2 March 2020
What is Talking Points?
Cambridge News asks a representative of each local political party to answer a question on a local issue in just 300 words. The answers are then published in the physical copy of the Cambridge News every fortnight. Here, we share our response to the question.
Today's Question: Should Cambridge be doing more to cut its carbon emissions?
Of course we should all be doing all we can to reduce our carbon emissions, but this is part of a much bigger effort. We need to be taking actions that will not only reduce our emissions but be part of a nationwide and worldwide transition to a de-carbonised world.
Cambridge is a world-leading centre for inventiveness and new thinking. We should be a beacon of green innovation, leading the way in showing how a green world is not only more sustainable but more equal and more caring.
A number of areas stand out as requiring urgent attention
Transport. Only a few years ago Stagecoach were rubbishing the idea that we should have electric buses in Cambridge. Now they present themselves as champions of green transport. We need to work to make all the buses in Cambridge electric. This will not only reduce emissions but will immeasurably improve the air quality in our City. We need to work towards a car free city centre for the same reason.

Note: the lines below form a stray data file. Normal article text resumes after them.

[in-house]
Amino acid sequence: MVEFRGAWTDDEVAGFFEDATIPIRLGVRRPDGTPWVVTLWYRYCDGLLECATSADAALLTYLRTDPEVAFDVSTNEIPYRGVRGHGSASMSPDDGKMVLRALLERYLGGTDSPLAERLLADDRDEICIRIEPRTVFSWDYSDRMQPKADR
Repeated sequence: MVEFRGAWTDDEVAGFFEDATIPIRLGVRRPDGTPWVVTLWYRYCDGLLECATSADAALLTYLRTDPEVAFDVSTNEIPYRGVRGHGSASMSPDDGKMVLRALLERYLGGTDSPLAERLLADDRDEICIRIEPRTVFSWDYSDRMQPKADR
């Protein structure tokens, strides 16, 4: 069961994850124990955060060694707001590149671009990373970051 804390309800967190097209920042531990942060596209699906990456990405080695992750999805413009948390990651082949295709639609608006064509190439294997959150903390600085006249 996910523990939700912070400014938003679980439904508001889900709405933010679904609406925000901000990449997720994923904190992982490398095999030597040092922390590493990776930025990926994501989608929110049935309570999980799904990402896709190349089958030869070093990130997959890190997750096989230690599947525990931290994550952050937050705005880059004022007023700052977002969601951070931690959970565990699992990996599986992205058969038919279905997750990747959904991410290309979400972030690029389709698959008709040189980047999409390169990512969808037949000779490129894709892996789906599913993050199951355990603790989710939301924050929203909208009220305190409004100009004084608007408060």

Development. Cambridge is a hub for new development, such as the proposed new housing on the Marshall’s Airport site. We need to show the world what can be done to build to the very best environmental standards possible. By best we mean the best that technology can deliver, not the best that housebuilders profits can tolerate.
As a city we need to change our culture and our approach to food and waste. We need to have programmes to make people more aware of the carbon footprint of the food we eat and to eat more locally sourced produce. We need collectively to change our attitudes to recycling and to plastic use.
Our response was written by Jeremy Caddick. Jeremy is your Green Party parliamentary candidate for Cambridge in the event of a snap general election. He is a local campaigner and the Dean of one of Cambridge's colleges.